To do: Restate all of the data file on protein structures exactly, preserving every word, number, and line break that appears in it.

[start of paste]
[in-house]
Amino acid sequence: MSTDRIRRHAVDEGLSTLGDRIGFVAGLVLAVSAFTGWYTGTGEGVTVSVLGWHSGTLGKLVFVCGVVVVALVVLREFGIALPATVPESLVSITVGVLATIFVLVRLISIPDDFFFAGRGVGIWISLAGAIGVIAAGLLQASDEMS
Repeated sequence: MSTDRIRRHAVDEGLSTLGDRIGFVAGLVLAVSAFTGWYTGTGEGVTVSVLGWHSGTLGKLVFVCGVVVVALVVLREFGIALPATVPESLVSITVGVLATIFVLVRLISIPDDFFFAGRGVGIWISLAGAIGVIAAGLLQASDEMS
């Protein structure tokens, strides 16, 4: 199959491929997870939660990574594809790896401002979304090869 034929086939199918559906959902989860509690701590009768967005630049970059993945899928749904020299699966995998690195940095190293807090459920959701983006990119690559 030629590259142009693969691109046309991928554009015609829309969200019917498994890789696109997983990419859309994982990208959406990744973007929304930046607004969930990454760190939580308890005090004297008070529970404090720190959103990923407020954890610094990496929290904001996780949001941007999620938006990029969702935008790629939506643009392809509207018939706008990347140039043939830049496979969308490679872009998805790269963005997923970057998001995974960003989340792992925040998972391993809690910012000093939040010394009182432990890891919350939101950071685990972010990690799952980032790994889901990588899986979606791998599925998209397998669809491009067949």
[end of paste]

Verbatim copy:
[in-house]
Amino acid sequence: MSTDRIRRHAVDEGLSTLGDRIGFVAGLVLAVSAFTGWYTGTGEGVTVSVLGWHSGTLGKLVFVCGVVVVALVVLREFGIALPATVPESLVSITVGVLATIFVLVRLISIPDDFFFAGRGVGIWISLAGAIGVIAAGLLQASDEMS
Repeated sequence: MSTDRIRRHAVDEGLSTLGDRIGFVAGLVLAVSAFTGWYTGTGEGVTVSVLGWHSGTLGKLVFVCGVVVVALVVLREFGIALPATVPESLVSITVGVLATIFVLVRLISIPDDFFFAGRGVGIWISLAGAIGVIAAGLLQASDEMS
């Protein structure tokens, strides 16, 4: 199959491929997870939660990574594809790896401002979304090869 034929086939199918559906959902989860509690701590009768967005630049970059993945899928749904020299699966995998690195940095190293807090459920959701983006990119690559 030629590259142009693969691109046309991928554009015609829309969200019917498994890789696109997983990419859309994982990208959406990744973007929304930046607004969930990454760190939580308890005090004297008070529970404090720190959103990923407020954890610094990496929290904001996780949001941007999620938006990029969702935008790629939506643009392809509207018939706008990347140039043939830049496979969308490679872009998805790269963005997923970057998001995974960003989340792992925040998972391993809690910012000093939040010394009182432990890891919350939101950071685990972010990690799952980032790994889901990588899986979606791998599925998209397998669809491009067949």